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Topics - kpickle39

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1
Hey y'all. . .  here in Dade City, Florida taking a short lunch break.   Hope all is well in fornits land!   

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Straight, Inc. and Derivatives / My heart and soul are breaking
« on: May 10, 2011, 03:06:43 PM »
My best friend is in his last days . . . .Albert :(

Dogs In Heaven?

An old man and his dog were walking down this dirt road with fences on both sides, they came to a gate in the fence and looked in, it was nice grassy, woody areas, just what a 'huntin' dog and man would like, but, it had a sign saying 'no trespassing' so they walked on. They came to a beautiful gate with a person in white robes standing there. "Welcome to Heaven" he said. The old man was happy and started in with his dog following him. The gatekeeper stopped him. "Dogs aren't allowed, I'm sorry but he can't come with you."

"What kind of Heaven won't allow dogs? If he can't come in, then I will stay out with him. He's been my faithful companion all his life, I can't desert him now."

"Suit yourself, but I have to warn you, the Devil's on this road and he'll try to sweet talk you into his area, he'll promise you anything, but the dog can't go there either. If you won't leave the dog, you'll spend Eternity on this road."

So the old man and dog went on. They came to a rundown fence with a gap in it, no gate, just a hole. Another old man was inside. "S'cuse me Sir, my dog and I are getting mighty tired, mind if we come in and sit in the shade for awhile?"

"Of course, there's some cold water under that tree over there. Make yourselves comfortable"

"You're sure my dog can come in? The man down the road said dogs weren't allowed anywhere."

"Would you come in if you had to leave the dog?"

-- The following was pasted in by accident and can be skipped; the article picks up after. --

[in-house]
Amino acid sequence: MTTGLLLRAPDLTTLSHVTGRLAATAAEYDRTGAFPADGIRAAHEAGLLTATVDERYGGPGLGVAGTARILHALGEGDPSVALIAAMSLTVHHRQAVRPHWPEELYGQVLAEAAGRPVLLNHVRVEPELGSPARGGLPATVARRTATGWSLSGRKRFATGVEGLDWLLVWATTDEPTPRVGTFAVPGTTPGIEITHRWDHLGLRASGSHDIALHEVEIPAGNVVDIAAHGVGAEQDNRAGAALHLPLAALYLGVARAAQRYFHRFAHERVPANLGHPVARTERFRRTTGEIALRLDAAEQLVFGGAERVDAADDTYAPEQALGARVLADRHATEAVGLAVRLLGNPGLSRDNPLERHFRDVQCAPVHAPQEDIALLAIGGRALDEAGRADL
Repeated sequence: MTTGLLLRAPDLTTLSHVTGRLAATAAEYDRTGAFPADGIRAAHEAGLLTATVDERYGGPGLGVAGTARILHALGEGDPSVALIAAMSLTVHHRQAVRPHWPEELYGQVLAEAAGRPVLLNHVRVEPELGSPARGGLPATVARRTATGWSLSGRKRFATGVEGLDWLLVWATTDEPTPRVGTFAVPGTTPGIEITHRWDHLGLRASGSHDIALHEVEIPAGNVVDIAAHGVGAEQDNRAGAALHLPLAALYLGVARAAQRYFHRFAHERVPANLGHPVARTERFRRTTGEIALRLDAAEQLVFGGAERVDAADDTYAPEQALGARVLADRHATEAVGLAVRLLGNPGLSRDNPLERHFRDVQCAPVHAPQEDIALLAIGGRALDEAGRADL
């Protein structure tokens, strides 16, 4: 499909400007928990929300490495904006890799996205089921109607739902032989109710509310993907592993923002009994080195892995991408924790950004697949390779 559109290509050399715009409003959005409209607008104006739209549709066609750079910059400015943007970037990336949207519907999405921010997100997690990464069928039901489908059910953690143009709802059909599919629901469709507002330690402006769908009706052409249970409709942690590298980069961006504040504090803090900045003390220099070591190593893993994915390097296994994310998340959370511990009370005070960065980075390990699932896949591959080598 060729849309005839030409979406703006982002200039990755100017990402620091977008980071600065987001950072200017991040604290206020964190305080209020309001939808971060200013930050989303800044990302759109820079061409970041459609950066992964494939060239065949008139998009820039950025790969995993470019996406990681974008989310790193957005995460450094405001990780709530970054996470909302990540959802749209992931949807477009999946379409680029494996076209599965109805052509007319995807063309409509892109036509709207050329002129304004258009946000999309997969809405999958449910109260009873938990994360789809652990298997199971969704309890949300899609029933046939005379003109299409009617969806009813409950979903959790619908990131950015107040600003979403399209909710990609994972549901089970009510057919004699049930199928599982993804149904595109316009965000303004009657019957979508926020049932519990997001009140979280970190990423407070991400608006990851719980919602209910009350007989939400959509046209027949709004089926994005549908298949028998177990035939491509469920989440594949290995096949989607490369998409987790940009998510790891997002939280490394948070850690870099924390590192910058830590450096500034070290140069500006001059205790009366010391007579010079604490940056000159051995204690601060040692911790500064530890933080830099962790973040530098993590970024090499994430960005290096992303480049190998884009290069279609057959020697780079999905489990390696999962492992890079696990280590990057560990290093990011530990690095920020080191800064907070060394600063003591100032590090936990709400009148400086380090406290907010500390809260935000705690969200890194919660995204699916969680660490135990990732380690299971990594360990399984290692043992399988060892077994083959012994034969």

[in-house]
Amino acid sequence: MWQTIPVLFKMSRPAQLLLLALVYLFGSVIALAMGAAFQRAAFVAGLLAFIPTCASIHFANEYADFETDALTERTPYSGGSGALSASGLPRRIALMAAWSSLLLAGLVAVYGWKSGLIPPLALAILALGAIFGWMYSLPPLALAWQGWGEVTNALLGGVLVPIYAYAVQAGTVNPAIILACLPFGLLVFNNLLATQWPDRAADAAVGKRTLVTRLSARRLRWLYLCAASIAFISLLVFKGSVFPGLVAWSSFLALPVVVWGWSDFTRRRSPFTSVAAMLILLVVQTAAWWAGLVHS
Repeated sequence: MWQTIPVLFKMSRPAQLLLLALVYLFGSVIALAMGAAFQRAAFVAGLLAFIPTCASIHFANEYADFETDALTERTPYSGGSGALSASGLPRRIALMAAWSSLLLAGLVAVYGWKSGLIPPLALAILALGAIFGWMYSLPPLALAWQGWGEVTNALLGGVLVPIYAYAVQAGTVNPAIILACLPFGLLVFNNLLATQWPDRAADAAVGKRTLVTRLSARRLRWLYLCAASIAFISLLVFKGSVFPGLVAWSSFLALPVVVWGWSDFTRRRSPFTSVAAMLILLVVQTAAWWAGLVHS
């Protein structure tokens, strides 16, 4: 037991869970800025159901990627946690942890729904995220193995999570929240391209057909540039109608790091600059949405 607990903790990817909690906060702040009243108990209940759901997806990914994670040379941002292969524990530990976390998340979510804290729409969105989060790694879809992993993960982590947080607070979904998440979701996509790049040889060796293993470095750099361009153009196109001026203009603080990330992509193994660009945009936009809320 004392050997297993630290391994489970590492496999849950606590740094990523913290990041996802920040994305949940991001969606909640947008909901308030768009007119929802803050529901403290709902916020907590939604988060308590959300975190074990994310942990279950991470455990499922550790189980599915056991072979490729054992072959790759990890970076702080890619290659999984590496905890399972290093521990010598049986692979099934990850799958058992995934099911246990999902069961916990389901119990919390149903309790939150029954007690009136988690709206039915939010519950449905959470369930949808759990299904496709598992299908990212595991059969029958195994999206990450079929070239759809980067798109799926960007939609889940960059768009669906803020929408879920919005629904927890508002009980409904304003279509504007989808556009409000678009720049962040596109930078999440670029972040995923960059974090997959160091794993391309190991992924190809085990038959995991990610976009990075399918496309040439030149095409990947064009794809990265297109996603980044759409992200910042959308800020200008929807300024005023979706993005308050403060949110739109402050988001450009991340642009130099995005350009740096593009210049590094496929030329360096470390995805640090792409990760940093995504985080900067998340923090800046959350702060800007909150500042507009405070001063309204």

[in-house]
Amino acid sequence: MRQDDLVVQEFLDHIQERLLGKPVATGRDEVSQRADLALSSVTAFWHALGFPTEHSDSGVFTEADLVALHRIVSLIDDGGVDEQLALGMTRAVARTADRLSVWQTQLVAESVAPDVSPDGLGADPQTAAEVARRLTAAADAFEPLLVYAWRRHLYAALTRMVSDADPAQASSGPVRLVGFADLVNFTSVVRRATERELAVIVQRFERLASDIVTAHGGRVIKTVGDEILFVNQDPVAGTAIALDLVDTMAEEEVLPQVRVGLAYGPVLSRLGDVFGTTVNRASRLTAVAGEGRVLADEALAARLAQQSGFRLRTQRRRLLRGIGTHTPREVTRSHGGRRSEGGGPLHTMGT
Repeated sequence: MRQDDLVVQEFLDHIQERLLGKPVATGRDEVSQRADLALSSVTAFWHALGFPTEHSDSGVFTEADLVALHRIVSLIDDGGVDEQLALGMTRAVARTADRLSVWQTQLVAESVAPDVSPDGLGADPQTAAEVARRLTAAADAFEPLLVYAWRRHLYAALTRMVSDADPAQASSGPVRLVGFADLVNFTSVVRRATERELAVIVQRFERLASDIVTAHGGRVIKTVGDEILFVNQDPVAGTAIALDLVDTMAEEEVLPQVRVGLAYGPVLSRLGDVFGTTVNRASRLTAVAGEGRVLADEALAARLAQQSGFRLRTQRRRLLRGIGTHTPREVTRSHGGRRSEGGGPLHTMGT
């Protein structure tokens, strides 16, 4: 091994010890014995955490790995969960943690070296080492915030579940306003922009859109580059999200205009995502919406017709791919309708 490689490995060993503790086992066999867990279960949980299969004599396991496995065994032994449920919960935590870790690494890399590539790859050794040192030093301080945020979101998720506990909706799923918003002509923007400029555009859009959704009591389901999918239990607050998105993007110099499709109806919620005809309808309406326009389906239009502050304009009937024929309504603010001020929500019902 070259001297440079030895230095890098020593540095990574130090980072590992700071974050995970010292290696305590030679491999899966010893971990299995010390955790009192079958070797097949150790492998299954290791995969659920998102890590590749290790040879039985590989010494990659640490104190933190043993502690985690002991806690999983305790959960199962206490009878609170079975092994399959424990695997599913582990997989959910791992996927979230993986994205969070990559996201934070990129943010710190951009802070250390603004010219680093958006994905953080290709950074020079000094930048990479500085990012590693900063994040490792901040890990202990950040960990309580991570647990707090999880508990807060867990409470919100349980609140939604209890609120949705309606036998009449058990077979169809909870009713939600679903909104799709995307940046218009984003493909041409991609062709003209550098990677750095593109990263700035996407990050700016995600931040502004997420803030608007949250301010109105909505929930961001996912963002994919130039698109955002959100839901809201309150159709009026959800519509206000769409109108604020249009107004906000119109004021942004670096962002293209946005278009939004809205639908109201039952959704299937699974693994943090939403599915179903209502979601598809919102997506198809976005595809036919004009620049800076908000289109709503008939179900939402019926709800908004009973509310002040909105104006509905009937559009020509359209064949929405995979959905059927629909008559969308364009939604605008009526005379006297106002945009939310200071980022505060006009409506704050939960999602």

"No sir, that's why I didn't go to Heaven, he said the dog couldn't come in.
We'll be spending Eternity on this road, and a glass of cold water and some shade would be mighty fine right about now. But, I won't come in if my buddy here can't come too, and that's final."

The man smiled a big smile and said "Welcome to Heaven."

"You mean this is Heaven? Dogs ARE allowed? How come that fellow down the road said they weren't?"

"That was the Devil and he gets all the people who are willing to give up a life long companion for a comfortable place to stay. They soon find out their mistake, but then it's too late. The dogs come here, the fickle people stay there. GOD wouldn't allow dogs to be banned from Heaven. After all, HE created them to be man's companions in life, why would he separate them in death?"

Author Unknown

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Straight, Inc. and Derivatives / Hey WOOF - check your pm
« on: November 24, 2008, 09:19:14 PM »
thanks buddy - kpickle

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Straight, Inc. and Derivatives / THANKS!!
« on: July 18, 2008, 04:47:56 PM »
thanks so much for the protest and ya'lls efforts...don't do much for the cause anymore, so it's great to see the effots still continue!

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Straight, Inc. and Derivatives / Meet me in St. Pete; week of 11/14-11/18
« on: November 02, 2005, 12:05:00 PM »
Hey anon - I will be in the Tampa Bay area on business the week of Nov 14 thru 18.  Would love to meet you to discuss your problems or what ever you have w/me.  If you really think I am lier, then meet me and we can discuss your concerns.   I am totally serious. my email is kpickle39@earthlink.net, but I think you already knew that.  Drop me a line, if you are real.